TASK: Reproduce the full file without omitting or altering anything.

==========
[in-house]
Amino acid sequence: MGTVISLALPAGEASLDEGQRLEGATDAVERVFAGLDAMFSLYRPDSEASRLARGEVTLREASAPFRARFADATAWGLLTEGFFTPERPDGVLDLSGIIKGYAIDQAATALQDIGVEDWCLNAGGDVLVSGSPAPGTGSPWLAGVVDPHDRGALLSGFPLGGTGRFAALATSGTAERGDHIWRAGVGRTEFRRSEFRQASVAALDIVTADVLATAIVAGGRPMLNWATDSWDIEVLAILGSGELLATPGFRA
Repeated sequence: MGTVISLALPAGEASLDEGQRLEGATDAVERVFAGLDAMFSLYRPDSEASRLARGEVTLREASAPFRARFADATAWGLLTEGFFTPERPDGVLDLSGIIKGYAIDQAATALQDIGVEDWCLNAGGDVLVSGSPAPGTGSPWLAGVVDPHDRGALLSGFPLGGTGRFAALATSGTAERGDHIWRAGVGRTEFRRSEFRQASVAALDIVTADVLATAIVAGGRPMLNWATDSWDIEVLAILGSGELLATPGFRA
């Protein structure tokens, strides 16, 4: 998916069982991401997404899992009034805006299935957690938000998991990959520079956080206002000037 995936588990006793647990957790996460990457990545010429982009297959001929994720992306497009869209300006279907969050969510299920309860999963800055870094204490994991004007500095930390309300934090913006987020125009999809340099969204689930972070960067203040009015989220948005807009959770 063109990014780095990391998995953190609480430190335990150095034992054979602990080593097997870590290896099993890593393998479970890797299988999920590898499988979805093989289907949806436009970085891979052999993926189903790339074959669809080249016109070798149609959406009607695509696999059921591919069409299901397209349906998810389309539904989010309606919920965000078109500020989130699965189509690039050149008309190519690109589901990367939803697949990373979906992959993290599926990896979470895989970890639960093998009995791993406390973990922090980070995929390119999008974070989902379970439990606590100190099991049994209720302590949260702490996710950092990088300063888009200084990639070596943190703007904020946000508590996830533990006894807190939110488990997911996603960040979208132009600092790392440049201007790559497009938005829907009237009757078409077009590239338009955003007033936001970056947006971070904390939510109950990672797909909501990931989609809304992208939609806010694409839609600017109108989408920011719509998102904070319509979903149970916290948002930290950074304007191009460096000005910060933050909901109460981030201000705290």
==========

[in-house]
Amino acid sequence: MGTVISLALPAGEASLDEGQRLEGATDAVERVFAGLDAMFSLYRPDSEASRLARGEVTLREASAPFRARFADATAWGLLTEGFFTPERPDGVLDLSGIIKGYAIDQAATALQDIGVEDWCLNAGGDVLVSGSPAPGTGSPWLAGVVDPHDRGALLSGFPLGGTGRFAALATSGTAERGDHIWRAGVGRTEFRRSEFRQASVAALDIVTADVLATAIVAGGRPMLNWATDSWDIEVLAILGSGELLATPGFRA
Repeated sequence: MGTVISLALPAGEASLDEGQRLEGATDAVERVFAGLDAMFSLYRPDSEASRLARGEVTLREASAPFRARFADATAWGLLTEGFFTPERPDGVLDLSGIIKGYAIDQAATALQDIGVEDWCLNAGGDVLVSGSPAPGTGSPWLAGVVDPHDRGALLSGFPLGGTGRFAALATSGTAERGDHIWRAGVGRTEFRRSEFRQASVAALDIVTADVLATAIVAGGRPMLNWATDSWDIEVLAILGSGELLATPGFRA
């Protein structure tokens, strides 16, 4: 998916069982991401997404899992009034805006299935957690938000998991990959520079956080206002000037 995936588990006793647990957790996460990457990545010429982009297959001929994720992306497009869209300006279907969050969510299920309860999963800055870094204490994991004007500095930390309300934090913006987020125009999809340099969204689930972070960067203040009015989220948005807009959770 063109990014780095990391998995953190609480430190335990150095034992054979602990080593097997870590290896099993890593393998479970890797299988999920590898499988979805093989289907949806436009970085891979052999993926189903790339074959669809080249016109070798149609959406009607695509696999059921591919069409299901397209349906998810389309539904989010309606919920965000078109500020989130699965189509690039050149008309190519690109589901990367939803697949990373979906992959993290599926990896979470895989970890639960093998009995791993406390973990922090980070995929390119999008974070989902379970439990606590100190099991049994209720302590949260702490996710950092990088300063888009200084990639070596943190703007904020946000508590996830533990006894807190939110488990997911996603960040979208132009600092790392440049201007790559497009938005829907009237009757078409077009590239338009955003007033936001970056947006971070904390939510109950990672797909909501990931989609809304992208939609806010694409839609600017109108989408920011719509998102904070319509979903149970916290948002930290950074304007191009460096000005910060933050909901109460981030201000705290």